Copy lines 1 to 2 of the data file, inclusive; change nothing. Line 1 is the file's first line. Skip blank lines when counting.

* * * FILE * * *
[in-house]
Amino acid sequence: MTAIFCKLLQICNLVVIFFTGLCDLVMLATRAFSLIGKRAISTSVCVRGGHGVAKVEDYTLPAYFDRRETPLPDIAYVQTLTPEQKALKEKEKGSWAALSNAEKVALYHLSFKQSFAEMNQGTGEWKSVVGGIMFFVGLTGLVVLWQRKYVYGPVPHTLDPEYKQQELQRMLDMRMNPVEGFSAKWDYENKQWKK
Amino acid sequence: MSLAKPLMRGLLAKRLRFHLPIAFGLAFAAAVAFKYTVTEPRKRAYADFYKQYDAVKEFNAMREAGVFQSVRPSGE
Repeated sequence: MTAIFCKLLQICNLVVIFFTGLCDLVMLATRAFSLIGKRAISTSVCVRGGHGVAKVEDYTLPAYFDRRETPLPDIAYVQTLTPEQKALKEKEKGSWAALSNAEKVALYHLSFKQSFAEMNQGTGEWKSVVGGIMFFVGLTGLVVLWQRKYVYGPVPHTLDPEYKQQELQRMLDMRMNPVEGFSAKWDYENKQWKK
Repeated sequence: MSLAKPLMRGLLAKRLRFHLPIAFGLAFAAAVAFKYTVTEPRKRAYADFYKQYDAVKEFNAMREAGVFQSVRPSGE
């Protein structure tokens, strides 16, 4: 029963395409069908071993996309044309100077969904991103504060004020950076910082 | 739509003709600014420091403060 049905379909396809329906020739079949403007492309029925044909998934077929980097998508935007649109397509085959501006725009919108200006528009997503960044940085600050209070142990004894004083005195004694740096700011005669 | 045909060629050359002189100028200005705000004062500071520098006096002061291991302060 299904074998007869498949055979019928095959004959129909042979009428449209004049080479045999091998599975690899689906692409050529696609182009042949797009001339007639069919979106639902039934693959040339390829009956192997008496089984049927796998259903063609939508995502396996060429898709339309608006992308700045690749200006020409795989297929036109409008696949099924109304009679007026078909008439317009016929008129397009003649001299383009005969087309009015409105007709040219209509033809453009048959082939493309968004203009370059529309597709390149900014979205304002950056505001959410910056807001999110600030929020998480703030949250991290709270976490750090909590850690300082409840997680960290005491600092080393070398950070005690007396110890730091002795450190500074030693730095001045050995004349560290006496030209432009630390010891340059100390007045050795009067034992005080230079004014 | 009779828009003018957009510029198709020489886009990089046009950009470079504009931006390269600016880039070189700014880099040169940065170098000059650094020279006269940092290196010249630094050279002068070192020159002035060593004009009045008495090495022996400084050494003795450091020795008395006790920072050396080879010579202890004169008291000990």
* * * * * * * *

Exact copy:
[in-house]
Amino acid sequence: MTAIFCKLLQICNLVVIFFTGLCDLVMLATRAFSLIGKRAISTSVCVRGGHGVAKVEDYTLPAYFDRRETPLPDIAYVQTLTPEQKALKEKEKGSWAALSNAEKVALYHLSFKQSFAEMNQGTGEWKSVVGGIMFFVGLTGLVVLWQRKYVYGPVPHTLDPEYKQQELQRMLDMRMNPVEGFSAKWDYENKQWKK